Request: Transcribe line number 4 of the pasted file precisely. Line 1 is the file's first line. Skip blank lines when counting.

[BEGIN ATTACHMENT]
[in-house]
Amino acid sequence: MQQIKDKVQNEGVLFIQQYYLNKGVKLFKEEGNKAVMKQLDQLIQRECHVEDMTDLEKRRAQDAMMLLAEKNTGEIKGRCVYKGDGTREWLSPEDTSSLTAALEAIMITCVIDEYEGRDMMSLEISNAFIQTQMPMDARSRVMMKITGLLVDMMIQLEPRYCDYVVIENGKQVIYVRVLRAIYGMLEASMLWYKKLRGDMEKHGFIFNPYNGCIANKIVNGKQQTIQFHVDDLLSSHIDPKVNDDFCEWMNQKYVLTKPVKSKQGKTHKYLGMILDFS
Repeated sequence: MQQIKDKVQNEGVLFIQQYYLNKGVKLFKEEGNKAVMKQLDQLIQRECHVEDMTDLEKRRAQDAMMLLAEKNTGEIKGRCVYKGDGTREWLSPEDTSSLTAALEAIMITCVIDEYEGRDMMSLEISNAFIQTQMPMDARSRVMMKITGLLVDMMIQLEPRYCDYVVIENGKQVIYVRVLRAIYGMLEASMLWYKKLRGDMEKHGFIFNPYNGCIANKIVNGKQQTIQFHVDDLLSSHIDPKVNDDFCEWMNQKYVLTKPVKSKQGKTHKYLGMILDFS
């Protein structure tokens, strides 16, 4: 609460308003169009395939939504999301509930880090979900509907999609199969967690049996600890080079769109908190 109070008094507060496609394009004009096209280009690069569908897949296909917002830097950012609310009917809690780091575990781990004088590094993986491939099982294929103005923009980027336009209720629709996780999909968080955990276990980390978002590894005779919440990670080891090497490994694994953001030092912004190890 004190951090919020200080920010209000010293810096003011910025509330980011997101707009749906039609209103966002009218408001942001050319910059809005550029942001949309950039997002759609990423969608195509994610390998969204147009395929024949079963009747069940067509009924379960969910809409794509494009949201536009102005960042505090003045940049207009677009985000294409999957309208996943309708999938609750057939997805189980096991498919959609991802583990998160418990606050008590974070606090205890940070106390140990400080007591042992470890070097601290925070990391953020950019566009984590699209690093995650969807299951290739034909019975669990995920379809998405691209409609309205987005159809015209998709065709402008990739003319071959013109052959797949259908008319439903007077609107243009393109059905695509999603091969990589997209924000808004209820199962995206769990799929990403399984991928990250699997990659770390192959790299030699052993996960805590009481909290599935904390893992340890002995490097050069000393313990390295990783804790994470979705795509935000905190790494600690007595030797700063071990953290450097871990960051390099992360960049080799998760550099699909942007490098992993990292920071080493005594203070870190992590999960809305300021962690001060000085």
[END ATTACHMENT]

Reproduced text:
């Protein structure tokens, strides 16, 4: 609460308003169009395939939504999301509930880090979900509907999609199969967690049996600890080079769109908190 109070008094507060496609394009004009096209280009690069569908897949296909917002830097950012609310009917809690780091575990781990004088590094993986491939099982294929103005923009980027336009209720629709996780999909968080955990276990980390978002590894005779919440990670080891090497490994694994953001030092912004190890 004190951090919020200080920010209000010293810096003011910025509330980011997101707009749906039609209103966002009218408001942001050319910059809005550029942001949309950039997002759609990423969608195509994610390998969204147009395929024949079963009747069940067509009924379960969910809409794509494009949201536009102005960042505090003045940049207009677009985000294409999957309208996943309708999938609750057939997805189980096991498919959609991802583990998160418990606050008590974070606090205890940070106390140990400080007591042992470890070097601290925070990391953020950019566009984590699209690093995650969807299951290739034909019975669990995920379809998405691209409609309205987005159809015209998709065709402008990739003319071959013109052959797949259908008319439903007077609107243009393109059905695509999603091969990589997209924000808004209820199962995206769990799929990403399984991928990250699997990659770390192959790299030699052993996960805590009481909290599935904390893992340890002995490097050069000393313990390295990783804790994470979705795509935000905190790494600690007595030797700063071990953290450097871990960051390099992360960049080799998760550099699909942007490098992993990292920071080493005594203070870190992590999960809305300021962690001060000085």